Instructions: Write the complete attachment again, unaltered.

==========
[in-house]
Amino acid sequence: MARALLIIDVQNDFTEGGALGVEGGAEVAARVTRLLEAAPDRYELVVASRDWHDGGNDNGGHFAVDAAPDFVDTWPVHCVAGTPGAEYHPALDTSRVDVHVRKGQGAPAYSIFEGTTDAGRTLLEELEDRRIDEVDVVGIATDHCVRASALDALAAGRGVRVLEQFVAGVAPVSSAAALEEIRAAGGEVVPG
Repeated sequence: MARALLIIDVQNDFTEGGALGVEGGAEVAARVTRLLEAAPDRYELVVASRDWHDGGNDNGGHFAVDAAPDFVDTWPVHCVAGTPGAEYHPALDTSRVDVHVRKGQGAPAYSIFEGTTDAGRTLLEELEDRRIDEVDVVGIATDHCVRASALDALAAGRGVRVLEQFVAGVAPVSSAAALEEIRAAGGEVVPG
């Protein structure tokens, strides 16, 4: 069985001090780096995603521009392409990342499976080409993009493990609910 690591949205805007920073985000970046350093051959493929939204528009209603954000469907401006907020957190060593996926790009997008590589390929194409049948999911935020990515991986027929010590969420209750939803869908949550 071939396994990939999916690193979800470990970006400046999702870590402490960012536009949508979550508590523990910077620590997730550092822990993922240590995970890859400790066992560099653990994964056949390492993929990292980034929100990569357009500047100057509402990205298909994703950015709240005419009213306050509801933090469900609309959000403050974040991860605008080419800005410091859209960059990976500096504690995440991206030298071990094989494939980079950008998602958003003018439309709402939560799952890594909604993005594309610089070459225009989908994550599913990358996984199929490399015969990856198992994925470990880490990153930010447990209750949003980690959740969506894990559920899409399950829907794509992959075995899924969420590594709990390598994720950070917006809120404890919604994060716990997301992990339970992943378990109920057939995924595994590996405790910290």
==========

[in-house]
Amino acid sequence: MARALLIIDVQNDFTEGGALGVEGGAEVAARVTRLLEAAPDRYELVVASRDWHDGGNDNGGHFAVDAAPDFVDTWPVHCVAGTPGAEYHPALDTSRVDVHVRKGQGAPAYSIFEGTTDAGRTLLEELEDRRIDEVDVVGIATDHCVRASALDALAAGRGVRVLEQFVAGVAPVSSAAALEEIRAAGGEVVPG
Repeated sequence: MARALLIIDVQNDFTEGGALGVEGGAEVAARVTRLLEAAPDRYELVVASRDWHDGGNDNGGHFAVDAAPDFVDTWPVHCVAGTPGAEYHPALDTSRVDVHVRKGQGAPAYSIFEGTTDAGRTLLEELEDRRIDEVDVVGIATDHCVRASALDALAAGRGVRVLEQFVAGVAPVSSAAALEEIRAAGGEVVPG
């Protein structure tokens, strides 16, 4: 069985001090780096995603521009392409990342499976080409993009493990609910 690591949205805007920073985000970046350093051959493929939204528009209603954000469907401006907020957190060593996926790009997008590589390929194409049948999911935020990515991986027929010590969420209750939803869908949550 071939396994990939999916690193979800470990970006400046999702870590402490960012536009949508979550508590523990910077620590997730550092822990993922240590995970890859400790066992560099653990994964056949390492993929990292980034929100990569357009500047100057509402990205298909994703950015709240005419009213306050509801933090469900609309959000403050974040991860605008080419800005410091859209960059990976500096504690995440991206030298071990094989494939980079950008998602958003003018439309709402939560799952890594909604993005594309610089070459225009989908994550599913990358996984199929490399015969990856198992994925470990880490990153930010447990209750949003980690959740969506894990559920899409399950829907794509992959075995899924969420590594709990390598994720950070917006809120404890919604994060716990997301992990339970992943378990109920057939995924595994590996405790910290």